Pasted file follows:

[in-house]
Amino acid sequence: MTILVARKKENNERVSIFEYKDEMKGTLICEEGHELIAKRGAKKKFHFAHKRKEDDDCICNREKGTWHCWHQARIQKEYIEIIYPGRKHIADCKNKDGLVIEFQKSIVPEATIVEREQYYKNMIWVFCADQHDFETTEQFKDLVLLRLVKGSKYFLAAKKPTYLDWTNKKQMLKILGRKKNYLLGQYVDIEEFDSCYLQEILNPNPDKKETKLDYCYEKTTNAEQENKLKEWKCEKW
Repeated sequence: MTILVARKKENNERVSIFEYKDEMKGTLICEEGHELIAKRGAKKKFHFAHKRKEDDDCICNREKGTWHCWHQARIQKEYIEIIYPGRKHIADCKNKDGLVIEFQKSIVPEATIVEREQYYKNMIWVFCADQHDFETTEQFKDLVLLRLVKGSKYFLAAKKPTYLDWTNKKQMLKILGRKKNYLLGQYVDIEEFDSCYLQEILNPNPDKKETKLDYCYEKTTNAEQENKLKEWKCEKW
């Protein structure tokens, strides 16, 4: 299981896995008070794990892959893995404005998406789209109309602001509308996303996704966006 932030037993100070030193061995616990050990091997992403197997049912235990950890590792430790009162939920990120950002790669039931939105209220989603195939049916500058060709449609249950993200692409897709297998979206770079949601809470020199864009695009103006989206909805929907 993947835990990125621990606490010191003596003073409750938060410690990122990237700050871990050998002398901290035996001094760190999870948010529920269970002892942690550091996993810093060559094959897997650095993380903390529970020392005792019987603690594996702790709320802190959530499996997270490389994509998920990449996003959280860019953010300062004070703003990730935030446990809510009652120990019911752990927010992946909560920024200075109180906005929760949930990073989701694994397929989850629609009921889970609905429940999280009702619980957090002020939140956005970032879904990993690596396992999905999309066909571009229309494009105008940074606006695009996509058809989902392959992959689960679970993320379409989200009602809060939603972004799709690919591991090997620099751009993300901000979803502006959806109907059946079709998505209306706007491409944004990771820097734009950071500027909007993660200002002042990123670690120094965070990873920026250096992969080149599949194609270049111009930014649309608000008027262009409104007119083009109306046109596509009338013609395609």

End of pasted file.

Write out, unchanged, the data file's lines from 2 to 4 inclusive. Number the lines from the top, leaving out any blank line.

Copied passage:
Amino acid sequence: MTILVARKKENNERVSIFEYKDEMKGTLICEEGHELIAKRGAKKKFHFAHKRKEDDDCICNREKGTWHCWHQARIQKEYIEIIYPGRKHIADCKNKDGLVIEFQKSIVPEATIVEREQYYKNMIWVFCADQHDFETTEQFKDLVLLRLVKGSKYFLAAKKPTYLDWTNKKQMLKILGRKKNYLLGQYVDIEEFDSCYLQEILNPNPDKKETKLDYCYEKTTNAEQENKLKEWKCEKW
Repeated sequence: MTILVARKKENNERVSIFEYKDEMKGTLICEEGHELIAKRGAKKKFHFAHKRKEDDDCICNREKGTWHCWHQARIQKEYIEIIYPGRKHIADCKNKDGLVIEFQKSIVPEATIVEREQYYKNMIWVFCADQHDFETTEQFKDLVLLRLVKGSKYFLAAKKPTYLDWTNKKQMLKILGRKKNYLLGQYVDIEEFDSCYLQEILNPNPDKKETKLDYCYEKTTNAEQENKLKEWKCEKW
């Protein structure tokens, strides 16, 4: 299981896995008070794990892959893995404005998406789209109309602001509308996303996704966006 932030037993100070030193061995616990050990091997992403197997049912235990950890590792430790009162939920990120950002790669039931939105209220989603195939049916500058060709449609249950993200692409897709297998979206770079949601809470020199864009695009103006989206909805929907 993947835990990125621990606490010191003596003073409750938060410690990122990237700050871990050998002398901290035996001094760190999870948010529920269970002892942690550091996993810093060559094959897997650095993380903390529970020392005792019987603690594996702790709320802190959530499996997270490389994509998920990449996003959280860019953010300062004070703003990730935030446990809510009652120990019911752990927010992946909560920024200075109180906005929760949930990073989701694994397929989850629609009921889970609905429940999280009702619980957090002020939140956005970032879904990993690596396992999905999309066909571009229309494009105008940074606006695009996509058809989902392959992959689960679970993320379409989200009602809060939603972004799709690919591991090997620099751009993300901000979803502006959806109907059946079709998505209306706007491409944004990771820097734009950071500027909007993660200002002042990123670690120094965070990873920026250096992969080149599949194609270049111009930014649309608000008027262009409104007119083009109306046109596509009338013609395609």